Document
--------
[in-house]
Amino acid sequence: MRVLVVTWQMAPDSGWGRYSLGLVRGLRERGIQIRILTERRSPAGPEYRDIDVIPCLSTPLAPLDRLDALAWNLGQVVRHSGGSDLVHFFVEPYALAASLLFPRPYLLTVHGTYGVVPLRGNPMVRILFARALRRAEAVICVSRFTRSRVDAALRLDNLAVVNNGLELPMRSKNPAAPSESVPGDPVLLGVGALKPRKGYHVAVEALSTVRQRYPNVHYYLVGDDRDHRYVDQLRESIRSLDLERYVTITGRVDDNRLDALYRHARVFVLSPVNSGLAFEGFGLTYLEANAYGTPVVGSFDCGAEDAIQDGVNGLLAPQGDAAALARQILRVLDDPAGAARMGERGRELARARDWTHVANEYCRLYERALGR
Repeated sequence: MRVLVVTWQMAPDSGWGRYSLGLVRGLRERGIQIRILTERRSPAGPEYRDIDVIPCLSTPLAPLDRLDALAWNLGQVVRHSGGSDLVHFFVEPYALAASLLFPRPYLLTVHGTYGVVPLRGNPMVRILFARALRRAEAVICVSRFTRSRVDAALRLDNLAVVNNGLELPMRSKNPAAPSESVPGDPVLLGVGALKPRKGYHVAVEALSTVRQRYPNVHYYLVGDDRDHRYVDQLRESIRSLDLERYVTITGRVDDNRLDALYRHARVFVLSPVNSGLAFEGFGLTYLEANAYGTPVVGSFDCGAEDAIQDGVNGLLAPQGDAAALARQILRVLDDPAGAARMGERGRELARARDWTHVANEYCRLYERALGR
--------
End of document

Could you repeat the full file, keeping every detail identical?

[in-house]
Amino acid sequence: MRVLVVTWQMAPDSGWGRYSLGLVRGLRERGIQIRILTERRSPAGPEYRDIDVIPCLSTPLAPLDRLDALAWNLGQVVRHSGGSDLVHFFVEPYALAASLLFPRPYLLTVHGTYGVVPLRGNPMVRILFARALRRAEAVICVSRFTRSRVDAALRLDNLAVVNNGLELPMRSKNPAAPSESVPGDPVLLGVGALKPRKGYHVAVEALSTVRQRYPNVHYYLVGDDRDHRYVDQLRESIRSLDLERYVTITGRVDDNRLDALYRHARVFVLSPVNSGLAFEGFGLTYLEANAYGTPVVGSFDCGAEDAIQDGVNGLLAPQGDAAALARQILRVLDDPAGAARMGERGRELARARDWTHVANEYCRLYERALGR
Repeated sequence: MRVLVVTWQMAPDSGWGRYSLGLVRGLRERGIQIRILTERRSPAGPEYRDIDVIPCLSTPLAPLDRLDALAWNLGQVVRHSGGSDLVHFFVEPYALAASLLFPRPYLLTVHGTYGVVPLRGNPMVRILFARALRRAEAVICVSRFTRSRVDAALRLDNLAVVNNGLELPMRSKNPAAPSESVPGDPVLLGVGALKPRKGYHVAVEALSTVRQRYPNVHYYLVGDDRDHRYVDQLRESIRSLDLERYVTITGRVDDNRLDALYRHARVFVLSPVNSGLAFEGFGLTYLEANAYGTPVVGSFDCGAEDAIQDGVNGLLAPQGDAAALARQILRVLDDPAGAARMGERGRELARARDWTHVANEYCRLYERALGR